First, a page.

Liz Maw joined Net Impact as CEO in 2004. During her tenure, Net Impact has tripled its chapter network to more than 300, formed partnerships with over 50 global corporations, and developed multiple new programs that engage students and professionals in sustainability. Liz is the President of Net Impact’s Board of Directors. She is also a Board Member of the World Environment Center. We asked her about her experience and lessons learned.

 

1) Strategy: What does Net Impact’s board provide input on and what do you think are its greatest strengths?
The board was instrumental in helping to shape our current 10-year strategic plan. For this process, I worked closely with board leadership and engaged the full board at meetings over an 18-month period. It is invaluable to have a thoughtful and smart group of people who are more removed from the organization and in leadership positions across a range of industries. They help me stay aware of external trends, risks, and opportunities that are harder to see in the midst of running an organization.

 

2) Challenges: What has been a big challenge when on-boarding new members?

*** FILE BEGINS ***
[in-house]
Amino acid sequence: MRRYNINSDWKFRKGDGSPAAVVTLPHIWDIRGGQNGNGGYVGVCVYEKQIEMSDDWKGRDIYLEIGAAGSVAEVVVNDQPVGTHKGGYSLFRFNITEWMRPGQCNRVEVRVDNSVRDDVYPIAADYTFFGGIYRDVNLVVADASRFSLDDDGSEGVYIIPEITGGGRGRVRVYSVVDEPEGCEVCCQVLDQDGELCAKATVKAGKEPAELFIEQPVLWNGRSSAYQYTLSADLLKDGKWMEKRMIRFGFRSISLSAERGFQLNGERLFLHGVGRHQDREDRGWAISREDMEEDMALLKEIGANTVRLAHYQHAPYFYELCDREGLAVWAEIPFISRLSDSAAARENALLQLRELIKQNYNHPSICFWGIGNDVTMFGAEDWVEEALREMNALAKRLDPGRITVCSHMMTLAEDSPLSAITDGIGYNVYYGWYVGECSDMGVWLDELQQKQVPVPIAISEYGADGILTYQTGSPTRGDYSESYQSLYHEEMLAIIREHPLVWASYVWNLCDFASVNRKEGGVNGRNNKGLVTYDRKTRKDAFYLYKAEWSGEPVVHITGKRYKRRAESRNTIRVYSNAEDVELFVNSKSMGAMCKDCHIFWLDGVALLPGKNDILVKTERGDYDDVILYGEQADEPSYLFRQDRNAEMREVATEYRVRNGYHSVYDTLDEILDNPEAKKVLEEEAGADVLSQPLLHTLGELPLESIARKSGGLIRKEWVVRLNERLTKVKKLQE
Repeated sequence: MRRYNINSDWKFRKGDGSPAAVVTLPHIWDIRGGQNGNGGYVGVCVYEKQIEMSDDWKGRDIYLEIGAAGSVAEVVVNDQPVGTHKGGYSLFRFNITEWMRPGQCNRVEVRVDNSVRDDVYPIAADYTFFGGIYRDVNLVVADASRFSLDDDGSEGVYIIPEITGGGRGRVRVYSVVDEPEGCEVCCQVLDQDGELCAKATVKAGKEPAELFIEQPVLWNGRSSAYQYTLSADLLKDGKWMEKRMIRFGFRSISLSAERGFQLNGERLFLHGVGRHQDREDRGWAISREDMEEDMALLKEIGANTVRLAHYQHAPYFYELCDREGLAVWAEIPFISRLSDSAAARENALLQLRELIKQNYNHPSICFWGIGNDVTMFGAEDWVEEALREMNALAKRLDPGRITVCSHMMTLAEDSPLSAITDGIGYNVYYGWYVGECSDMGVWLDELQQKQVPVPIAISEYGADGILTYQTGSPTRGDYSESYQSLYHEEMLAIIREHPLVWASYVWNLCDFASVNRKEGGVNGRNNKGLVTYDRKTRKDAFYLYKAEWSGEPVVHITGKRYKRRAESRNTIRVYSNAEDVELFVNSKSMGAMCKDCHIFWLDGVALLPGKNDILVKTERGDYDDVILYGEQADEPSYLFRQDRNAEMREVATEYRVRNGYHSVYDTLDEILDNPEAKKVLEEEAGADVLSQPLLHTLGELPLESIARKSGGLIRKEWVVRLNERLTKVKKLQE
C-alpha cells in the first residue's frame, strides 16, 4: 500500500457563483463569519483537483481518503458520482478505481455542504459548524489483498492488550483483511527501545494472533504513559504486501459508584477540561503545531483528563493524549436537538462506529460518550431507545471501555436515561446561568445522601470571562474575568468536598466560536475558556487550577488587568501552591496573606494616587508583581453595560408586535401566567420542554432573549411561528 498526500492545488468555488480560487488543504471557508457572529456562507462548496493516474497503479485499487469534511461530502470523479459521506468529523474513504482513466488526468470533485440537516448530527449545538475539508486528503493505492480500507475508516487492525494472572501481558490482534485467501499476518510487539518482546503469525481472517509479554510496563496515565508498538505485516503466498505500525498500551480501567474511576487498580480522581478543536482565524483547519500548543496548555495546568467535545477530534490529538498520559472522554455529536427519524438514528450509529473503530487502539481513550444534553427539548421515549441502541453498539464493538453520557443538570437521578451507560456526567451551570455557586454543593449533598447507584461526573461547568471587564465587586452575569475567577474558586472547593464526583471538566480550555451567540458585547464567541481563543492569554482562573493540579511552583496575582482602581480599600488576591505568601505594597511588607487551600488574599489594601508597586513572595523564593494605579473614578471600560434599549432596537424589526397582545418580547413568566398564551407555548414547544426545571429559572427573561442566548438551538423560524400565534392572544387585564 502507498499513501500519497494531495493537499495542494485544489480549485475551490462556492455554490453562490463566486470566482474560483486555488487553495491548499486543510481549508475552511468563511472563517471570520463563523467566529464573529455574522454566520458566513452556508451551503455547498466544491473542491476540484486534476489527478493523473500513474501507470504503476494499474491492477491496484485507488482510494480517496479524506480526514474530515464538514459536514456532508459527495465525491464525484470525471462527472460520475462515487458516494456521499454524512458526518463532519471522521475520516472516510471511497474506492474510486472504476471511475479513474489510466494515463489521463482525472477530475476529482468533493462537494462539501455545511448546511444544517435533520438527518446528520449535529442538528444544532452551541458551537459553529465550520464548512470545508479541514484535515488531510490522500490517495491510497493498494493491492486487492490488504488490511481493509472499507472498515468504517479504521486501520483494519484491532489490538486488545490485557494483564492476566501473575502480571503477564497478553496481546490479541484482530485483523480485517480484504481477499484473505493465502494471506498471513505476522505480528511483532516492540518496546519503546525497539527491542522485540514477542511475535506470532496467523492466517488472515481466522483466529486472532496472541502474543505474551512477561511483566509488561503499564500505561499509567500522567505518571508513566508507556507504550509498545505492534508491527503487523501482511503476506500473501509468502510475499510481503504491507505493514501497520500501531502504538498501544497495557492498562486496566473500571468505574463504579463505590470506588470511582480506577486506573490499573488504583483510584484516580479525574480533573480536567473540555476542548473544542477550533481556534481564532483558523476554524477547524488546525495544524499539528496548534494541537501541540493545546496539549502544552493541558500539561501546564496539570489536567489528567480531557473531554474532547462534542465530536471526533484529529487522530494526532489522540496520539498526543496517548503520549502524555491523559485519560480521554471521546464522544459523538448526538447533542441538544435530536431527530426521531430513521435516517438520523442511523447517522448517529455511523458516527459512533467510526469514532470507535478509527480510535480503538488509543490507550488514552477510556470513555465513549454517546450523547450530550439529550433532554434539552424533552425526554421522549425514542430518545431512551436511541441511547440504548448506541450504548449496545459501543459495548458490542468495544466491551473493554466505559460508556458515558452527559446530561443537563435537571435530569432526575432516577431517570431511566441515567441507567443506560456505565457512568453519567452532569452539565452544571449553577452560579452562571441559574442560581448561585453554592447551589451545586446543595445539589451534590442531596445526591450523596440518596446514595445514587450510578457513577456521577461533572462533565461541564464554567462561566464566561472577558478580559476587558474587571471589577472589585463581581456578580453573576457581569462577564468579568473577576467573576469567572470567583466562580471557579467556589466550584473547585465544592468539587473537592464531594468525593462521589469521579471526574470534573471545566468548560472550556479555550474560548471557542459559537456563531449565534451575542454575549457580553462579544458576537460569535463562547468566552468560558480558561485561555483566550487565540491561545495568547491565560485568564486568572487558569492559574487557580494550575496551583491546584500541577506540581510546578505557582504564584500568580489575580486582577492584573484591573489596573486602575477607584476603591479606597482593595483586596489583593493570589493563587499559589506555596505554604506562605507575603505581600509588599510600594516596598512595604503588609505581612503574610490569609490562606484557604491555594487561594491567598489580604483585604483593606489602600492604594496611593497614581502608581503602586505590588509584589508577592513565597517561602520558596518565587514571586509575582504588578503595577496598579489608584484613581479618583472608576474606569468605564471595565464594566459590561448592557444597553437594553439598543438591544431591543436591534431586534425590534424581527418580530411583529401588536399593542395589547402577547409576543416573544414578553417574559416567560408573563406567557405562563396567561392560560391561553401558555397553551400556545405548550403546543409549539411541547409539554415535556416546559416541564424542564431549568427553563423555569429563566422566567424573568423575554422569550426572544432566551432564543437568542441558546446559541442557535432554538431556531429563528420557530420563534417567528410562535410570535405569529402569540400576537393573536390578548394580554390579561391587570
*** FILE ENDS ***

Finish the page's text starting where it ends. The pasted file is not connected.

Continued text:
We have new members rotate on once or twice a year, and it is incredibly helpful to have the new ideas and perspectives.  At the same time, the new members have missed important discussion and processes that have helped to guide the board's thinking, so at times we need to rehash questions year over year. It is also always a challenge to find time to do a thorough on-boarding. We have used an online portal with current and historical documents that makes the process easier.

 

3) Learnings: What are the two lessons you would highlight?

I would say my two pieces of advice on board engagement are:

  • Setting clear expectations on both sides.  What does the executive expect from the board, and what does the board expect from the executive?
  • Engaging board members as individuals.  Each board member brings his/her own assets and needs to the board experience.  If the Board Chair and executive can take the time to know what interests, excites, and concerns each board member, they can have a more fully engaged board.

 

 

Nonprofit perspective: Liz Maw about board member engagement